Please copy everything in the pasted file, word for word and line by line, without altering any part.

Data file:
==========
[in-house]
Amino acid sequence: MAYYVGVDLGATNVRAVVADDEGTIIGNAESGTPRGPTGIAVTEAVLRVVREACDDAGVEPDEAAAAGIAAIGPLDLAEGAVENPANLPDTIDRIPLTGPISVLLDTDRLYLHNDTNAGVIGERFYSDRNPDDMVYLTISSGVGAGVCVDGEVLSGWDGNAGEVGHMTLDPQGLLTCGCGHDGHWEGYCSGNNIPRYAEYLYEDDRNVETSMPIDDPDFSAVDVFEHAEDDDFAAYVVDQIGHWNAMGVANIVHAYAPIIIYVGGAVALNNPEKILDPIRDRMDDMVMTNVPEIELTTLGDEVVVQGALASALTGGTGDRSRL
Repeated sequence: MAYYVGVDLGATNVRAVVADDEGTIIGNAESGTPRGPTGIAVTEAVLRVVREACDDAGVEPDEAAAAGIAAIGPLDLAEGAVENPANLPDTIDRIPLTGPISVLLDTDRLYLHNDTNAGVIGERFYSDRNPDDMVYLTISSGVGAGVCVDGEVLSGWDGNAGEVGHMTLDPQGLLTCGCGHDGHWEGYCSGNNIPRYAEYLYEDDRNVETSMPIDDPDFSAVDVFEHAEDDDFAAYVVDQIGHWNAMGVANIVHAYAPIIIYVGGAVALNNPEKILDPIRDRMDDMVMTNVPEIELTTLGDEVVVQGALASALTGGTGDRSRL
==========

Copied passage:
[in-house]
Amino acid sequence: MAYYVGVDLGATNVRAVVADDEGTIIGNAESGTPRGPTGIAVTEAVLRVVREACDDAGVEPDEAAAAGIAAIGPLDLAEGAVENPANLPDTIDRIPLTGPISVLLDTDRLYLHNDTNAGVIGERFYSDRNPDDMVYLTISSGVGAGVCVDGEVLSGWDGNAGEVGHMTLDPQGLLTCGCGHDGHWEGYCSGNNIPRYAEYLYEDDRNVETSMPIDDPDFSAVDVFEHAEDDDFAAYVVDQIGHWNAMGVANIVHAYAPIIIYVGGAVALNNPEKILDPIRDRMDDMVMTNVPEIELTTLGDEVVVQGALASALTGGTGDRSRL
Repeated sequence: MAYYVGVDLGATNVRAVVADDEGTIIGNAESGTPRGPTGIAVTEAVLRVVREACDDAGVEPDEAAAAGIAAIGPLDLAEGAVENPANLPDTIDRIPLTGPISVLLDTDRLYLHNDTNAGVIGERFYSDRNPDDMVYLTISSGVGAGVCVDGEVLSGWDGNAGEVGHMTLDPQGLLTCGCGHDGHWEGYCSGNNIPRYAEYLYEDDRNVETSMPIDDPDFSAVDVFEHAEDDDFAAYVVDQIGHWNAMGVANIVHAYAPIIIYVGGAVALNNPEKILDPIRDRMDDMVMTNVPEIELTTLGDEVVVQGALASALTGGTGDRSRL